The Four Institutions of Racial Injustice
Bryan Stevenson is a highly acclaimed public interest lawyer, founder and director of the Equal Justice Initiative in Montgomery Alabama, and recipient of the MacArthur Scholarship. Over his career of nearly three decades, he has successfully argued in front of the Supreme Court, and along with his staff, he has exonerated over 125 wrongly condemned prisoners from death row. In the final chapter of his memoir, Just Mercy (Spiegel & Grau, 2015), he has this to say (emphasis mine):
I believe that so much of our worst thinking about justice is steeped in the myths of racial difference that still plague us. I believe that there are four institutions in American history that have shaped our approach to race and justice but remain poorly understood. The first, of course, is slavery. This was followed by the reign of terror that shaped the lives of people of color following the collapse of Reconstruction until World War II. Older people of color in the South would occasionally come up to me after speeches to complain about how antagonized they feel when they hear news commentators talking about how we were dealing with domestic terrorism for the first time in the United States after the 9/11 attacks. An older African American man once said to me, “You make them stop saying that! We grew up with terrorism all the time. The police, the Klan, anybody who was white could terrorize you. We had to worry about bombings and lynchings, racial violence of all kinds.”
The third institution, “Jim Crow”, is the legalized racial segregation and suppression of basic rights that defined the American apartheid era. It is more recent and is recognized in our national consciousness, but it is still not well understood. It seems to me that we’ve been quick to celebrate the achievements of the Civil Rights Movement and slow to recognize the damage done in that era. We have been unwilling to commit to a process of truth and reconciliation in which people are allowed to give voice to the difficulties created by racial segregation, racial subordination, and marginalization.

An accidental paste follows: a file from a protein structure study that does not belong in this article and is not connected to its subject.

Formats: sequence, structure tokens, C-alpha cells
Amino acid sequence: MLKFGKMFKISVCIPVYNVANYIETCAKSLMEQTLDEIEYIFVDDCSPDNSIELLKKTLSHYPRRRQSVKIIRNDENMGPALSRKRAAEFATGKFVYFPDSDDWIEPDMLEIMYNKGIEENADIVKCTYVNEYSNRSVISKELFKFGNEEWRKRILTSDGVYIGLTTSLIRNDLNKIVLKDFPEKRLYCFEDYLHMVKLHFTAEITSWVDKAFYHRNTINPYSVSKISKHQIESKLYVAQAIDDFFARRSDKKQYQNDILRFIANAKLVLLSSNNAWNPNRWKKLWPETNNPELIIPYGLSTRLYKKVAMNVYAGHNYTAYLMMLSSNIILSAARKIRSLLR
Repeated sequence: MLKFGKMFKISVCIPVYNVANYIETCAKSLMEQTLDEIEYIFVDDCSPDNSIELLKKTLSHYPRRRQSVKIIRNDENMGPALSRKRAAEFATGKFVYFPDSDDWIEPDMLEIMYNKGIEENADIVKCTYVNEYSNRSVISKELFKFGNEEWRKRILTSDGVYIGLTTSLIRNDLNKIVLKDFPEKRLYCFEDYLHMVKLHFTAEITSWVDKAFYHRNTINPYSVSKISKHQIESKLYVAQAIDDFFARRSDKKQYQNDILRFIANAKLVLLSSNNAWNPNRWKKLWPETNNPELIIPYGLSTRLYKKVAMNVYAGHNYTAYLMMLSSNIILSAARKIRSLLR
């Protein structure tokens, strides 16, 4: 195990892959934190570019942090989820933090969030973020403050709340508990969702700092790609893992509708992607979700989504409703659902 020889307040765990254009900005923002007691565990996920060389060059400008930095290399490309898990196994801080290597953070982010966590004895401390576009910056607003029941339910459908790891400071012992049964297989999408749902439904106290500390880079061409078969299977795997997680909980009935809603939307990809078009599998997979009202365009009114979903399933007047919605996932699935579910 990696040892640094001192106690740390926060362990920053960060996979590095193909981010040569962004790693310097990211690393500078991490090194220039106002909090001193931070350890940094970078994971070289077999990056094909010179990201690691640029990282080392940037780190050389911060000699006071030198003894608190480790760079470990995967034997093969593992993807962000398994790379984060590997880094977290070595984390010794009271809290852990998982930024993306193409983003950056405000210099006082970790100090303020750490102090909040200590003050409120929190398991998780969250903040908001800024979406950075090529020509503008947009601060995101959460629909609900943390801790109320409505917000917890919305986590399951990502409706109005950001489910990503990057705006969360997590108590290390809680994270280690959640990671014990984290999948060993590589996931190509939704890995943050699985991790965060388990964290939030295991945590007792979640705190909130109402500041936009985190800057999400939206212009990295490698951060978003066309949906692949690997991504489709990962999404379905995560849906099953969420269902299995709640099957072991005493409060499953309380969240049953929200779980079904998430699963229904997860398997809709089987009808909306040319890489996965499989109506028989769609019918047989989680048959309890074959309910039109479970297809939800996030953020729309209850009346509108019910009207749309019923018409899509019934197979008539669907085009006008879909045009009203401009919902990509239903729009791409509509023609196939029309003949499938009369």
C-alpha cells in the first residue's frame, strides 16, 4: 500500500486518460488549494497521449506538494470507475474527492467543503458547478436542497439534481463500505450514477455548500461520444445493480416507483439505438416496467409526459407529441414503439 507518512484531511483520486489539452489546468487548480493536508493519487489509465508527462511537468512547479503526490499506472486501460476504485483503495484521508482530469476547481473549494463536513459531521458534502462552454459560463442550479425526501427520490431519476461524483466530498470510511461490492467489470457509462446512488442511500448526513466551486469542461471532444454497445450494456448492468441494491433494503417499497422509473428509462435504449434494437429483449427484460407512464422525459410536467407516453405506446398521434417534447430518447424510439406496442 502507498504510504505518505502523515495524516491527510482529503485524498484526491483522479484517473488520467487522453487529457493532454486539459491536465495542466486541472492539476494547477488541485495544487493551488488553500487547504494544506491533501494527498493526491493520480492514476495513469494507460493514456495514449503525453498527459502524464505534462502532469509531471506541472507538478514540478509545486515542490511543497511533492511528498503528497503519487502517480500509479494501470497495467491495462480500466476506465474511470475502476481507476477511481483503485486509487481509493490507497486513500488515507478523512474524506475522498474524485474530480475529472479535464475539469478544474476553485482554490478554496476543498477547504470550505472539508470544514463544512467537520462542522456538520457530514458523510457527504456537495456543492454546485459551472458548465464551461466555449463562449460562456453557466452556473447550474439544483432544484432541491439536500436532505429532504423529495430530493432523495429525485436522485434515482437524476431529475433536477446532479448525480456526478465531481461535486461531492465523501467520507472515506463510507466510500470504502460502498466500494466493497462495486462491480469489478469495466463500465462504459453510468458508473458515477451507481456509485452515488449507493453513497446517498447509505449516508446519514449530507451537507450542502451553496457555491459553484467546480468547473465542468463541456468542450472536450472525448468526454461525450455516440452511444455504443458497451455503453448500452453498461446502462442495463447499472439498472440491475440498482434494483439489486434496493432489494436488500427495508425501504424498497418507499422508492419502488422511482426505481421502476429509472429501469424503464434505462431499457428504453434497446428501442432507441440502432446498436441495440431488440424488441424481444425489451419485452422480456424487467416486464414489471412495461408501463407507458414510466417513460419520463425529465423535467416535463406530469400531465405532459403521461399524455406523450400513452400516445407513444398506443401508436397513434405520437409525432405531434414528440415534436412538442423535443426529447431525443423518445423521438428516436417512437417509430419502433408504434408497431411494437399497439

The legacy of racial profiling carries many of the same complications. Working on all of these juvenile cases across the country meant that I was frequently in courtrooms and communities where I’d never been before. Once I was preparing to do a hearing in a trial court in the Midwest and was sitting at counsel table in an empty courtroom before the hearing. I was wearing a dark suit, white shirt, and tie. The judge and the prosecutor entered through a door in the back of the courtroom laughing about something. When the judge saw me sitting at the defense table, he said to me harshly, “Hey, you shouldn’t be in here without counsel. Go back outside and wait in the hallway until your lawyer arrives.” I stood up and smiled broadly. I said, “Oh, I’m sorry, Your Honor, we haven’t met. My name is Bryan Stevenson, I am the lawyer on the case set for hearing this morning.” The judge laughed at his mistake, and the prosecutor joined in. I forced myself to laugh because I didn’t want my young client, a white child who had been prosecuted as an adult, to be disadvantaged by a conflict I had created with the judge before the hearing. But I was disheartened by the experience. Of course innocent mistakes occur, but the accumulated insults and indignations caused by racial presumptions are destructive in ways that are hard to measure. Constantly being suspected, accused, watched, doubted, distrusted, presumed guilty, and even feared is a burden borne by people of color that can’t be understood or confronted without a deeper conversation about our history of racial injustice.
The fourth institution is mass incarceration. Going into any prison is deeply confusing if you know anything about the racial demographics of America. The extreme overrepresentation of people of color, the disproportionate sentencing of racial minorities, the targeted prosecution of drug crimes in poor communities, the criminalization of new immigrants and undocumented people, the collateral consequences of voter disenfranchisement, and the barriers to re-entry can only be fully understood through the lens of our racial history.